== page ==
Scenario: Single-page application

Learn all you need to build a single-page application (SPA). For instructions regarding Azure Static Web Apps, see Authentication and Authorization for Static Web Apps instead.

Getting started

If you haven't already, create your first app by completing the JavaScript SPA quickstart:

Quickstart: Single-page application

Overview

Many modern web applications are built as client-side single-page applications. Developers write them by using JavaScript or a SPA framework such as Angular, Vue, and React. These applications run on a web browser and have different authentication characteristics than traditional server-side web applications.

The Microsoft identity platform provides two options to enable single-page applications to sign in users and get tokens to access back-end services or web APIs:

  • OAuth 2.0 Authorization code flow (with PKCE). The authorization code flow allows the application to exchange an authorization code for ID tokens to represent the authenticated user and Access tokens needed to call protected APIs.

    Proof Key for Code Exchange, or PKCE, is an extension to the authorization code flow to prevent authorization code injection attacks. This IETF standard mitigates the threat of having an authorization code intercepted and enables secure OAuth exchange from public clients as documented in RFC 7636. In addition, it returns refresh tokens that provide long-term access to resources on behalf of users without requiring interaction from those users.

    Using the authorization code flow with PKCE is the more secure and recommended authorization approach, not only in native and browser-based JavaScript apps, but for every other type of OAuth client.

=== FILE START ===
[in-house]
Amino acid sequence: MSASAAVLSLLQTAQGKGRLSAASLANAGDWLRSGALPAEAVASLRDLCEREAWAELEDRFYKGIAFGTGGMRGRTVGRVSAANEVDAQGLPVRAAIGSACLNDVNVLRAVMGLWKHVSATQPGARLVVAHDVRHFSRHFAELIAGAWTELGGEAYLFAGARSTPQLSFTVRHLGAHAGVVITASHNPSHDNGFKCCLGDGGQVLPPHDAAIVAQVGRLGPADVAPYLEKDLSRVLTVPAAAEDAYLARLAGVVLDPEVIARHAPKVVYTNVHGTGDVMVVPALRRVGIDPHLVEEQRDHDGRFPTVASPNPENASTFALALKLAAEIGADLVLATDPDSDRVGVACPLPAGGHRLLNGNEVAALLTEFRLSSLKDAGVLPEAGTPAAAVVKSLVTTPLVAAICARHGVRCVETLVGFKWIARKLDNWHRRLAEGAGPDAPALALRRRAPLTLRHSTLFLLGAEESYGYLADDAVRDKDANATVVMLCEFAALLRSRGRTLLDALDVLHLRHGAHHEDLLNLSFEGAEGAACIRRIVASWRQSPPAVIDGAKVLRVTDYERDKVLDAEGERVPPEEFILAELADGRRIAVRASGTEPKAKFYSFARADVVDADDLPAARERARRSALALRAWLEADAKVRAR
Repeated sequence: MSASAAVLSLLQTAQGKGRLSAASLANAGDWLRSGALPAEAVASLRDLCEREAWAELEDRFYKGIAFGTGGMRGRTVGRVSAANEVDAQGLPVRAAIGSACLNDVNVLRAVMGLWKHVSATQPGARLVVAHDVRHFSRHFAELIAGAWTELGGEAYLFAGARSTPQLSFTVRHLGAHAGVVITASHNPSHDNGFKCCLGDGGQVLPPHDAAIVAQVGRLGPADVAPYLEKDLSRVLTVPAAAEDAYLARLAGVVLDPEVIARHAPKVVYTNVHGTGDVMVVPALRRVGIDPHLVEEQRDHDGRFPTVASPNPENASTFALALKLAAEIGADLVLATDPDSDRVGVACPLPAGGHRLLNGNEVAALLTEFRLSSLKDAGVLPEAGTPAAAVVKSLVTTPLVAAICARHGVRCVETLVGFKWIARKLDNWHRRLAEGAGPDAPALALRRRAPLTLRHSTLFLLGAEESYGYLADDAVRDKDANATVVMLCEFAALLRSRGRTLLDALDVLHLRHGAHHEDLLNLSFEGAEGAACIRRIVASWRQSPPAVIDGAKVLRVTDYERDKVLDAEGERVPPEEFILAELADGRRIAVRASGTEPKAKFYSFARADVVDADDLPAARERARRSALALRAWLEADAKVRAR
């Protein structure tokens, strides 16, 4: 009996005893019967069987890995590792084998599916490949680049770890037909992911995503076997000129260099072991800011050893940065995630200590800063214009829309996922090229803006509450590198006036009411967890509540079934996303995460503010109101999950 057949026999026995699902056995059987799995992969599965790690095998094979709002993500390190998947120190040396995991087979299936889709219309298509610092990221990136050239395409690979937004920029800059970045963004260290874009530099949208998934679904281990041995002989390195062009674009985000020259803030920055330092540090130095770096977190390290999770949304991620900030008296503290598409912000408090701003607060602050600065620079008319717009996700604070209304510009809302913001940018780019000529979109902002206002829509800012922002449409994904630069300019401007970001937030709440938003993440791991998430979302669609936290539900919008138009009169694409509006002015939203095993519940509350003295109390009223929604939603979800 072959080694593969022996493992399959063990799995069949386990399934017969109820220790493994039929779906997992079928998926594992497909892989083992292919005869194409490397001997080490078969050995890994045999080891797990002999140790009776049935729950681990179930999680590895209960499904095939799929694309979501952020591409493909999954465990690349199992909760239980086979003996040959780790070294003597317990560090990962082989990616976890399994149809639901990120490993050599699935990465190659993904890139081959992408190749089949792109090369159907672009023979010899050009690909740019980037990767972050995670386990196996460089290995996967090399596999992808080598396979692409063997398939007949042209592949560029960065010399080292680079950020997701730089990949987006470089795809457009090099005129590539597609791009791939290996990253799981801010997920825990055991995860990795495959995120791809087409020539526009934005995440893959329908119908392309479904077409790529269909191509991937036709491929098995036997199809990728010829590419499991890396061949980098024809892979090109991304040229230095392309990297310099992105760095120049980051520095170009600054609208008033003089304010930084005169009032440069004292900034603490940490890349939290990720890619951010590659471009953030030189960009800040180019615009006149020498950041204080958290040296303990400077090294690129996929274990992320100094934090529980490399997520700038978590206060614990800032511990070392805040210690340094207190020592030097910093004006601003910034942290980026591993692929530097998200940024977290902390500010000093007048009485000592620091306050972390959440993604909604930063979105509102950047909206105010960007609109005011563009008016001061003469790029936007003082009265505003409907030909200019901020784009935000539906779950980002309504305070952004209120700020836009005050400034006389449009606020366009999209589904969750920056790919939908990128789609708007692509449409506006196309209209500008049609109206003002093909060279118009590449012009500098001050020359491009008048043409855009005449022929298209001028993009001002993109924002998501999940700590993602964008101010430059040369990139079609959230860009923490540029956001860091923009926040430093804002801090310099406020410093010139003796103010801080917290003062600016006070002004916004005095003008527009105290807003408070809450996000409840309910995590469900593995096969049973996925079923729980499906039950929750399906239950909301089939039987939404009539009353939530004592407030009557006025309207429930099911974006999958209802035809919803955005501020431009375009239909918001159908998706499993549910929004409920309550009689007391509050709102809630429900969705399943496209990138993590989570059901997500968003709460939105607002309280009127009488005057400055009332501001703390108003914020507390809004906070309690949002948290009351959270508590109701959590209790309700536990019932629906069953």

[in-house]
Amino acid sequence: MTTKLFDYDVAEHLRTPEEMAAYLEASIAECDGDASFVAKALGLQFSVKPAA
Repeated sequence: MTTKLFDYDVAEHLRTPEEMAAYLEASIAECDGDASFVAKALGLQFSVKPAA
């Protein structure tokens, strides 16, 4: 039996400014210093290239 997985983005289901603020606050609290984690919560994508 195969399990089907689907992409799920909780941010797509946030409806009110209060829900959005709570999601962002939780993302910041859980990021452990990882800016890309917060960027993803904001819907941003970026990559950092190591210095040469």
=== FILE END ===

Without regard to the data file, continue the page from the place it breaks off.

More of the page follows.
Single-page applications-auth

  • OAuth 2.0 implicit flow. The implicit grant flow allows the application to get ID and Access tokens. Unlike the authorization code flow, implicit grant flow does not return a Refresh token.

Single-page applications-implicit

This authentication flow does not include application scenarios that use cross-platform JavaScript frameworks such as Electron and React-Native. They require further capabilities for interaction with the native platforms.

Specifics

To enable this scenario for your application, you need:

  • Application registration with Azure Active Directory (Azure AD). The registration steps differ between the implicit grant flow and authorization code flow.
  • Application configuration with the registered application properties, such as the application ID.
  • Using Microsoft Authentication Library for JavaScript (MSAL.js) to do the authentication flow to sign in and acquire tokens.

If you're new to identity and access management (IAM) with OAuth 2.0 and OpenID Connect, or even just new to IAM on the Microsoft identity platform, the following set of articles should be high on your reading list.

Although not required reading before completing your first quickstart or tutorial, they cover topics integral to the platform, and familiarity with them will help you on your path as you build more complex scenarios.

Authentication and authorization

Next steps

Move on to the next article in this scenario, App registration.